Thursday, 28 August 2008
Trades and Guildworkers
A couple of posts ago, I showed you a picture of 'Tudor paned hose" in the process of being made. Originally, a lot of different craftspeople/ guildworkers would have been involved in the making process of certain items. At various periods, Silk workers, Dyers, Weavers, Voiderers, Clothworkers, Fullers, Broiderers, Tailors, Gold smiths, Leatherworkers, Girdlers, Buttonmakers, Hosiers, Hatters, Cappers, Milliners, Lacemakers, Narroware makers, Cordwainers and Ruff makers could all be part of the workforce to put together a single outfit - and what each did changed over the centuries. There are still small numbers of people carrying out these very specialised skills. Nowadays, it is more likely that you'd buy your shoes and belt from elsewhere and your tailors' role has magnified to absorb all those skills that are less available. Traditionally the tailor worked solely for men and the ladies were garbed by competent seamstresses - again, this has changed and most tailors, historical or contemporary, will undertake commissions for either gender. Indeed your tailor may not be a man!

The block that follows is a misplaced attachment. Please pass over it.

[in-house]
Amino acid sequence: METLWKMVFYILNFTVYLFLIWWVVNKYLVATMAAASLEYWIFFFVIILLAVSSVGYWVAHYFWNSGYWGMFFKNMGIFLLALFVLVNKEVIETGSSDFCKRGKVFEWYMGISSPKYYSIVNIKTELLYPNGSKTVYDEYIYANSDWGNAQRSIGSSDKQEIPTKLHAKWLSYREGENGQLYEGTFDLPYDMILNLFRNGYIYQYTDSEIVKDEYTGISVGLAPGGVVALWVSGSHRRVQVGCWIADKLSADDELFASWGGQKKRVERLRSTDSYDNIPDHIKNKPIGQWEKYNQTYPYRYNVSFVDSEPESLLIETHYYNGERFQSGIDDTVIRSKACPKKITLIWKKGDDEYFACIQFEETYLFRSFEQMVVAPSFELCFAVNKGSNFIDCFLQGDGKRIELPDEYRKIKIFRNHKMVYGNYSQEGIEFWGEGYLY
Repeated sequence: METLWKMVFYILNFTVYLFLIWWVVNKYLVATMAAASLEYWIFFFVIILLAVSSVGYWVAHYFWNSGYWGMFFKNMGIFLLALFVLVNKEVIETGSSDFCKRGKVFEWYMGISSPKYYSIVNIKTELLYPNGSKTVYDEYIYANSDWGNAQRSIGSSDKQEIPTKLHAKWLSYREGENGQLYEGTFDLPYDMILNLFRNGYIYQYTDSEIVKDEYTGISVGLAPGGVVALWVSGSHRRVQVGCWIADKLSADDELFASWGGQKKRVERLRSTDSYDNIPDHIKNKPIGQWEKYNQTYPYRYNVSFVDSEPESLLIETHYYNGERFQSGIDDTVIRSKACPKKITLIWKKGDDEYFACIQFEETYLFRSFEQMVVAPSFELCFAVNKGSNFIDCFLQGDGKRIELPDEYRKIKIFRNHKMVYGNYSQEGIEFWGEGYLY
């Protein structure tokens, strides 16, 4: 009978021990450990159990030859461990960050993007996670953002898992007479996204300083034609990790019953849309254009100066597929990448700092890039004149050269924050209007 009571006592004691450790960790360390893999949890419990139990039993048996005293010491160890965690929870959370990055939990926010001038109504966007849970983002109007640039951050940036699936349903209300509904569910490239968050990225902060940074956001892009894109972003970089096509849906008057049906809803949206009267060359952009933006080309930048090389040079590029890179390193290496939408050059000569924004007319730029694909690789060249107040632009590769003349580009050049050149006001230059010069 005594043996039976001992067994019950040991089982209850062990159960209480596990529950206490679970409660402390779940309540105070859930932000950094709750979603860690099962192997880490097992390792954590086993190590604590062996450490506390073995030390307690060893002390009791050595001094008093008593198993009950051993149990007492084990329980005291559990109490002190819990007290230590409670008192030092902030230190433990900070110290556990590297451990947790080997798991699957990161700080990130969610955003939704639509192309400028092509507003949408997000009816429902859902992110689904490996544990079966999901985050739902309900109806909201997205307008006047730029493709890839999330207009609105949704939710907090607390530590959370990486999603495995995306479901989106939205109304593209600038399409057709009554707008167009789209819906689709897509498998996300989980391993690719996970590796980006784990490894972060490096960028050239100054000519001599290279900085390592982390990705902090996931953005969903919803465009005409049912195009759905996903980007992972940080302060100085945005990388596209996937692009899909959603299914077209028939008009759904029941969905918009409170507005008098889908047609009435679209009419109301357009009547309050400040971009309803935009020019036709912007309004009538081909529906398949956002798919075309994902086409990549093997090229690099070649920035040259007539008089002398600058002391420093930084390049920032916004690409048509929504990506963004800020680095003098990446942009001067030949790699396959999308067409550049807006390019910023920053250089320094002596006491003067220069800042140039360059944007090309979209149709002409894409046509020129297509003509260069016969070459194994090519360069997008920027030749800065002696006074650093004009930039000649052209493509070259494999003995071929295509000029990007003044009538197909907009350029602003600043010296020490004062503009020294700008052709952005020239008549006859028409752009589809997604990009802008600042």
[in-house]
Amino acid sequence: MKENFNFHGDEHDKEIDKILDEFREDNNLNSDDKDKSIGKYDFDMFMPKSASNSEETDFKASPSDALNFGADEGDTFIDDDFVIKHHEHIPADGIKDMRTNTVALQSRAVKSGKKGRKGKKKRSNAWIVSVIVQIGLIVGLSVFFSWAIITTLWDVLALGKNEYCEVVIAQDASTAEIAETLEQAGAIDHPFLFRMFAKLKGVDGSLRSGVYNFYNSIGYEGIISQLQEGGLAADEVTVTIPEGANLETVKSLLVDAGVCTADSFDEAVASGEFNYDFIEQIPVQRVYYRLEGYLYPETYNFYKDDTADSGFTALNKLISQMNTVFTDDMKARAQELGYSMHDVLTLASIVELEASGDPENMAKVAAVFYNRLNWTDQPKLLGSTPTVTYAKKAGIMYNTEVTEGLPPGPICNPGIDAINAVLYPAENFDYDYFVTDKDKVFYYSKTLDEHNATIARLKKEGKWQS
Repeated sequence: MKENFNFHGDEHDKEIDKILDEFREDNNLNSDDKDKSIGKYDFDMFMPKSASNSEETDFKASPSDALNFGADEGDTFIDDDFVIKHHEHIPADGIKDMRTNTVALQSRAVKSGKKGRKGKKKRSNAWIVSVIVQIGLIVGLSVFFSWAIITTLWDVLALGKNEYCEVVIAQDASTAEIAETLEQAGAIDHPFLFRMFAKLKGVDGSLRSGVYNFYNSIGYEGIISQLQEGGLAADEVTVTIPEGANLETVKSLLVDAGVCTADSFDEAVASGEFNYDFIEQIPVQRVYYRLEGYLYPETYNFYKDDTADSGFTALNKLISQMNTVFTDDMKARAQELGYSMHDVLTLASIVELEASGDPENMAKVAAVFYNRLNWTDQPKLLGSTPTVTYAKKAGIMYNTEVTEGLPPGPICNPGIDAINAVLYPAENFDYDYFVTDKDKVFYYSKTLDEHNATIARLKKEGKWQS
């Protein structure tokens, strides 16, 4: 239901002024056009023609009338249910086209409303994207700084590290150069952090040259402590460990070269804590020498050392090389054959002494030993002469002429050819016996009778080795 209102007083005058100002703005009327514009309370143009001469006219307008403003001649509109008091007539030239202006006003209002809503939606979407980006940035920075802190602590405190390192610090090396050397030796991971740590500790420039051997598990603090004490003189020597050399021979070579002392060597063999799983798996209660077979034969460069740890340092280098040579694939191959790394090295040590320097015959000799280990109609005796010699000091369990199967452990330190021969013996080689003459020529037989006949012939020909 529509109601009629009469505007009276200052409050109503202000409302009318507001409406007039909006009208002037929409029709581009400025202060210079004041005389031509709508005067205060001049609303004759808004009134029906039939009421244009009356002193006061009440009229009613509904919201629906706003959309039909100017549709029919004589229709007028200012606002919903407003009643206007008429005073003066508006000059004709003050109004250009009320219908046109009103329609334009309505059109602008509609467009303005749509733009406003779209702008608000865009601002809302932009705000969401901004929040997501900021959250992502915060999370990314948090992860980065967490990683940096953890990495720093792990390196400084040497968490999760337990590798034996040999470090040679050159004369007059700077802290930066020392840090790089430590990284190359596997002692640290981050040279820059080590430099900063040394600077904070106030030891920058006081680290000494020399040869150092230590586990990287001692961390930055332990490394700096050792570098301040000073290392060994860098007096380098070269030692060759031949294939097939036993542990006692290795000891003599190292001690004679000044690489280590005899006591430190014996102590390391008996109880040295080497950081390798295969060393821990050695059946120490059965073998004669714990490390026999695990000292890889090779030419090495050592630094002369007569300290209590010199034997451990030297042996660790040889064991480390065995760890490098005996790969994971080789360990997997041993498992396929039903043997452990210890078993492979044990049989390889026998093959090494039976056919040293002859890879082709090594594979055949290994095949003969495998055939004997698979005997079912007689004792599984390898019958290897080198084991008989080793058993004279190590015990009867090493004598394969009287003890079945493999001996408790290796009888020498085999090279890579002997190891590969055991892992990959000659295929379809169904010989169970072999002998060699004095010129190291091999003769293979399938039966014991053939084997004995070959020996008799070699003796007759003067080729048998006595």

The picture shows the final finished hose - and thanks to the invisible man for modelling them for us!